Birmingham police officer charged with three common assaults | UK news
A police officer has been charged with three separate common assaults, alleged to have been committed during the detention of a man and during two stop and searches.
PC Declan Jones of West Midlands police is alleged to have committed the offences over a four-day period in April in Birmingham. The criminal charges follow an investigation by the Independent Office for Police Conduct (IOPC) into allegations of excessive use of force.
It is alleged that assaults followed the stopping and searching of a man in Aston on 20 April, the stopping and searching of another man in Handsworth on 23 April, and the detention of a young man in Newtown on 21 April.
Jones, 29, who is based in Birmingham, has been suspended from duty. He will appear at Coventry magistrates court on 18 November.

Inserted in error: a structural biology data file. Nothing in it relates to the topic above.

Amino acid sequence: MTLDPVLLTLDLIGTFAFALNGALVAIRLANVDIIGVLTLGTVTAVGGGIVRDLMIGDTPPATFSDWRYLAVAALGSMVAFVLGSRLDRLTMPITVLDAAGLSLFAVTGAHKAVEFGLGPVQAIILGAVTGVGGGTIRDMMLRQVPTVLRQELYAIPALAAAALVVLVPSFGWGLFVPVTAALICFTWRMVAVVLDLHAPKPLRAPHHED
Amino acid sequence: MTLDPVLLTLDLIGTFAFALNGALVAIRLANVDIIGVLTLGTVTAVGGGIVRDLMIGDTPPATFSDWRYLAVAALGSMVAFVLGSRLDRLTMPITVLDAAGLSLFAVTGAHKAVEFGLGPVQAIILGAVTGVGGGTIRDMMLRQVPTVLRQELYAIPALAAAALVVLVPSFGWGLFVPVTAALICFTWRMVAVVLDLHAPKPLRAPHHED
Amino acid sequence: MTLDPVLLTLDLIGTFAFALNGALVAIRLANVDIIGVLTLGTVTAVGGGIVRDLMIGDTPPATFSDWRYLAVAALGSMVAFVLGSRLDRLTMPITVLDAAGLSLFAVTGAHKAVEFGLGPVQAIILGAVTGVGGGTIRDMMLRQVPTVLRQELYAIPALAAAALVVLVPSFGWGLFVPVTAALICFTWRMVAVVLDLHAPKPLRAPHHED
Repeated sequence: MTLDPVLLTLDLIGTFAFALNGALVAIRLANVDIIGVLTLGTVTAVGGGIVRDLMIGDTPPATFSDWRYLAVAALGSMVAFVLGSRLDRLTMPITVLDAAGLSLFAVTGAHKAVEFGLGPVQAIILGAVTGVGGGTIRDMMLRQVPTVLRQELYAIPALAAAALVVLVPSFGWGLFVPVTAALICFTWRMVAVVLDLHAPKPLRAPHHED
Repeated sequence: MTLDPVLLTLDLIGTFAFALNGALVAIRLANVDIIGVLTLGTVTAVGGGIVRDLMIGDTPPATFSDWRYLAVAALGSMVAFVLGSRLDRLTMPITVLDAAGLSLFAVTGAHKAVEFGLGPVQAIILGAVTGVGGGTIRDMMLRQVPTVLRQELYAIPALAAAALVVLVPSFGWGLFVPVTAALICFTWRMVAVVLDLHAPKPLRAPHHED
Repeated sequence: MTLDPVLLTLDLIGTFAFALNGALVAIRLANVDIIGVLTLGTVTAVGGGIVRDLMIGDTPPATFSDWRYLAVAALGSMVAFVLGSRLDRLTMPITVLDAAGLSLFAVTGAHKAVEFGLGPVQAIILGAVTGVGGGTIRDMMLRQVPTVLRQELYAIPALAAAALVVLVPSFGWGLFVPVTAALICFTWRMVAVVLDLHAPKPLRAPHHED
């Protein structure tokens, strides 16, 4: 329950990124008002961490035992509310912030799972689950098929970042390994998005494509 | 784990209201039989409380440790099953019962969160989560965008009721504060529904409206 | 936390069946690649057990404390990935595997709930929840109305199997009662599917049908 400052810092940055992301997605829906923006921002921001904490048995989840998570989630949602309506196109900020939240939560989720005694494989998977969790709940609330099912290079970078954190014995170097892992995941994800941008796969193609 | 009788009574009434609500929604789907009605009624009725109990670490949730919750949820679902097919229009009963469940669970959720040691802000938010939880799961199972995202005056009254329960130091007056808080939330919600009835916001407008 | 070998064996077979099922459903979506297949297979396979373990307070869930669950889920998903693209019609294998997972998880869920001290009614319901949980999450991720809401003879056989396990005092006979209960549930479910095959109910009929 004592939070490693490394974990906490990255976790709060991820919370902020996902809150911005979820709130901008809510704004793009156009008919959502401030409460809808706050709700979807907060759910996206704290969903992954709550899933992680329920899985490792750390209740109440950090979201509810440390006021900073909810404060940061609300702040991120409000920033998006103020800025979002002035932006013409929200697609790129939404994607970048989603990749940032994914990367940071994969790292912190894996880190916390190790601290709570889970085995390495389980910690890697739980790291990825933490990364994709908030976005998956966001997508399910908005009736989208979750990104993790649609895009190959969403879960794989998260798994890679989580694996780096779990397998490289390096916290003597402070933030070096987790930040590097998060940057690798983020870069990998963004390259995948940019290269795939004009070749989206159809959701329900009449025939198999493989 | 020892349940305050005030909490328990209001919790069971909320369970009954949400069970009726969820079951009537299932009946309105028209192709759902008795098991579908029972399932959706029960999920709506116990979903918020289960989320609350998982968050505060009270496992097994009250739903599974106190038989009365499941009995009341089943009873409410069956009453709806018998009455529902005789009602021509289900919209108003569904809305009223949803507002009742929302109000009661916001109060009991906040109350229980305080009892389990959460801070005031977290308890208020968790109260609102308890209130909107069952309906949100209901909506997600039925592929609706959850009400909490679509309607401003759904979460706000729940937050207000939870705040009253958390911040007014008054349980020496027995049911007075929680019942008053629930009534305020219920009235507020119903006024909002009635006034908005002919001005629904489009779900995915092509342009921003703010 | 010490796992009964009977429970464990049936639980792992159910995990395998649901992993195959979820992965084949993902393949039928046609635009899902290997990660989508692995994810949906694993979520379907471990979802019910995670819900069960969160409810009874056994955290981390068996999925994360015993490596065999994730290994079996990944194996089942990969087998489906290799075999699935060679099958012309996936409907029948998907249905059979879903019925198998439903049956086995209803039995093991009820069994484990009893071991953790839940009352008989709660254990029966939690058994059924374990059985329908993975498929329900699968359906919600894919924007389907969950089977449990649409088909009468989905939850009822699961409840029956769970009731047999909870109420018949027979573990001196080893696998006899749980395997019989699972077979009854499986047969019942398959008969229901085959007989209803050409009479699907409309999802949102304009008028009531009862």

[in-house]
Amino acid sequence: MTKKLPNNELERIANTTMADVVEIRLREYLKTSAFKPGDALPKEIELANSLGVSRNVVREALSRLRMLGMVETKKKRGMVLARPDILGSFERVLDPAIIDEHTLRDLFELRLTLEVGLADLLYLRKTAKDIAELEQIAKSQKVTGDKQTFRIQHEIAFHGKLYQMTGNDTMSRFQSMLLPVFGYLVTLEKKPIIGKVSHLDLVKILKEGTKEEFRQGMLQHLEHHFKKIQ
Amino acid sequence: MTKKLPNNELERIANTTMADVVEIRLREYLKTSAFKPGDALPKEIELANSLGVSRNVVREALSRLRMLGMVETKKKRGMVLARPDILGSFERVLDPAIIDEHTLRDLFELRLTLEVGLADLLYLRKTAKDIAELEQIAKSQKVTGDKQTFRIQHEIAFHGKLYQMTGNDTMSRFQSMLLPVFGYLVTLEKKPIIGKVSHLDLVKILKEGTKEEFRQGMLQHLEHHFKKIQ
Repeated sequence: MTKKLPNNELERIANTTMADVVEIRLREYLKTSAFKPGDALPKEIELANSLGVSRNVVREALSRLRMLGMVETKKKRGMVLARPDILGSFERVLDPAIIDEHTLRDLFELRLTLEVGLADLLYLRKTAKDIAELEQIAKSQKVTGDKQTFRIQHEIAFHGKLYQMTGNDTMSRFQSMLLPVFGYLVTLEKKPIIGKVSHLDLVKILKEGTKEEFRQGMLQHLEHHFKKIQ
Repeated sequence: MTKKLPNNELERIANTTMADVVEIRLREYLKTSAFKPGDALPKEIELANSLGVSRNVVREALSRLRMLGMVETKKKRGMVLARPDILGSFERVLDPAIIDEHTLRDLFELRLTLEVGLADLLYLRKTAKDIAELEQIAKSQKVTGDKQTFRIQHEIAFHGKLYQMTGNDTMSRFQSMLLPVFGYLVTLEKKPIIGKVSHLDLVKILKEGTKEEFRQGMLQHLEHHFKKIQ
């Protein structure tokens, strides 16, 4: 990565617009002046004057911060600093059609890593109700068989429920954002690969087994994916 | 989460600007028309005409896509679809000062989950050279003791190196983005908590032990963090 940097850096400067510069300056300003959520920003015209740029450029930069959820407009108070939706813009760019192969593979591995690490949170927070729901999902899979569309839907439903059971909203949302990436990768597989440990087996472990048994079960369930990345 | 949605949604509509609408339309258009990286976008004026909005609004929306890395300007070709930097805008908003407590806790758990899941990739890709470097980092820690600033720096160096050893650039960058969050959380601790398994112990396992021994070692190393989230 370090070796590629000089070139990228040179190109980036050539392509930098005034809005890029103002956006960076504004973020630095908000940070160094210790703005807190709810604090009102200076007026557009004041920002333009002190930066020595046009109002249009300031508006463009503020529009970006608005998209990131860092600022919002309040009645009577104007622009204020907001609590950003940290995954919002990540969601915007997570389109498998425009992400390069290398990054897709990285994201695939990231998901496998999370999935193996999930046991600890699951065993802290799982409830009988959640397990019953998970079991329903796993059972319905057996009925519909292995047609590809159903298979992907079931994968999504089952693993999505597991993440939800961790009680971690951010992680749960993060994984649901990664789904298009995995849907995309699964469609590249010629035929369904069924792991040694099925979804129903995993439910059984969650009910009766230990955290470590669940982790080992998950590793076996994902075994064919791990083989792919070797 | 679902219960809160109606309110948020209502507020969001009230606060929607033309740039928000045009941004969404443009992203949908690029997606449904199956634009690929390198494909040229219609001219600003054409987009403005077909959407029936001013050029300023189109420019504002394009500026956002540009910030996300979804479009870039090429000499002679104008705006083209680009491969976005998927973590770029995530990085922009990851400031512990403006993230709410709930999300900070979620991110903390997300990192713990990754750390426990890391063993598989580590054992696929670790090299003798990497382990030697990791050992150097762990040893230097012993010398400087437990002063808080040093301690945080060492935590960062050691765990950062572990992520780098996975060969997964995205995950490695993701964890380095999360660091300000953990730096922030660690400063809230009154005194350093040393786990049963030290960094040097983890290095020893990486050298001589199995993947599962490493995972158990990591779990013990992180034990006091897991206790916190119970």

In a statement, the IOPC said: “The charges are in connection with a series of ongoing investigations by the Independent Office for Police Conduct into allegations of excessive use of force by police officers in the city earlier this year.
“We began an independent investigation into the circumstances of the incident at Newtown following a voluntary referral from West Midlands police on 30 April. Our investigations in respect of the incidents at Aston and Handsworth followed complaints referred to us in May.
“We passed files of evidence from our inquiries to the Crown Prosecution Service, which has now authorised the charges.”
Sarah Hammond, of the Crown Prosecution Service (CPS), said: “The CPS has authorised the Independent Office for Police Conduct to charge Declan Jones, a West Midlands police officer, with three counts of common assault against three complainants.
“The allegations relate to incidents which took place between 20 and 23 April 2020. This decision was made following careful consideration of the evidence presented to us by the IOPC.
“The Crown Prosecution Service reminds all concerned that criminal proceedings against PC Jones are now active and that he has a right to a fair trial. It is extremely important that there should be no reporting, commentary or sharing of information online which could in any way prejudice these proceedings.”